From Ynet News, 11 July 2014, by Ron Ben-Yishai:
Analysis: Sending in ground troops will facilitate the hunt for and disposal of hidden rocket launchers, but the soldiers need clear objectives from the political leadership.
It's almost scary to write, but so far Operation Protective Edge has been managed quite well from an Israeli perspective. Some 350 rockets of all sorts and sizes have been launched from Gaza, but so far there have been no casualties and damage to property is on a surprisingly small scale. Even so, the casualties and the destruction in Gaza and the large-scale suffering there make it difficult - even for an Israeli patriot - to feel satisfied and at ease. What is truly worrying are the twin threats hovering over our heads all the time, which must not be ignored:
1. Iron Dome's tremendous interception success may be misleading. Iron Dome is a machine, and, sophisticated as it is, it is prone to malfunction. There is also a danger from the risk of complacency of Israeli citizens who tend to put their trust in the "Dome" instead of taking defensive action.
2. The "big mistake" scenario. An unexpected event in which the IDF's military operation goes awry and many non-combatants are injured. As the military campaign draws on, so increases the probability of this happening, and of events taking a turn for the worse. Experience also shows such developments usually complicate matters for us on the world stage, and could hinder the achievement of military objectives. This consideration should not castrate the offensive initiative of IDF commanders or scare the cabinet, but it should be kept in the background and should be taken into consideration.
Two burning questions – how long this will take, and whether it is necessary to enter Gaza - are intertwined.
The IDF is currently trying to physically harm the rocket launching systems so that their ability is reduced to a minimum, as well as reduce the motivation of terrorist organizations to keep fighting. Nobody expects Hamas to raise a white flag and declare its surrender, but rather stop the rocket fire and ask Egypt to mediate, which would allow us to announce that we have achieved what we set out to do.
And that's not going to happen so fast. The Gazans' ability to absorb suffering and destruction is far greater than our patience and our ability to accept disruptions to our daily life. People in Gaza will not turn out to demonstrate outside the basement where Ismail Haniyeh is hiding to demand an end to the fighting. Nevertheless, there is one method that is proven to be effective: the targeted killings, if they are carried out intensively and successfully over relatively short period of time, have an extremely negative effect on the fighting will of the other side. This was seen in the second intifada and before, and in the American drone attacks on al-Qaeda.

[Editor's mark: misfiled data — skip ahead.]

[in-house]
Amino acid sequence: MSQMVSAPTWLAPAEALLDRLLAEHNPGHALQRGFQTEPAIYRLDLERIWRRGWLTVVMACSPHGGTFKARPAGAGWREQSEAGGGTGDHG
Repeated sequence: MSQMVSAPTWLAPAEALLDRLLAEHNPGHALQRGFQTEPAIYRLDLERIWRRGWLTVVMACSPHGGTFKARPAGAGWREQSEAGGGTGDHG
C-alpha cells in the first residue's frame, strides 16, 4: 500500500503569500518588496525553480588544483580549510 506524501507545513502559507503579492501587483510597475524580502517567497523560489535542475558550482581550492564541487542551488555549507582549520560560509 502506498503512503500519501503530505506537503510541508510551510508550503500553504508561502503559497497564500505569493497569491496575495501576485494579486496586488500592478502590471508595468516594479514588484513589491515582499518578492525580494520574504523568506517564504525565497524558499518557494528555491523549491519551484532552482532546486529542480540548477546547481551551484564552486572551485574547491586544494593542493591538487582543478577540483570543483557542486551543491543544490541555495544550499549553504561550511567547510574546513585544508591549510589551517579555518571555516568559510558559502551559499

The problem is that senior Hamas and Islamic Jihad officials have gone deep underground, and it is doubtful whether the attacks on mid-level commanders can have the same effect. Even attacks on the homes of senior officials cannot create the same withering effect that could lead to a quick end to the war.
Therefore, a ground invasion is necessary. Once the IDF goes into Gaza, Marwan Issa, the head of Hamas' military wing, will no longer feel secure in the tunnel or basement where he's hiding. Furthermore, hitting the rocket launching system can be done in a far more systematic manner, in the places where the rockets and their production facilities are hidden deep in the heart of their non-combatant population. There is also another reason: they are convinced both that Israel is afraid of a ground operation and that they can always deter us from such a move. Therefore even a psychological effect may lead to the desired reversal and end the fighting.
All this comes with one caveat – the entrance of armored combat teams is solely to achieve clearly defined tasks, and not for a "show of presence" as during Operation Cast Lead.
All force should have a clear mission, whose completion will push forward the objectives that the cabinet has given the army. Otherwise, we should not send ground troops into such a situation, and it certainly should not last so many weeks that it gives the other side a chance to recover and harm our soldiers.
Time is the key factor. Both the IDF and Hamas know that as the army's assault on the Gaza Strip becomes more prolonged and more intense, the ground invasion will become less difficult. Therefore, the cabinet and the IDF top brass are in no rush.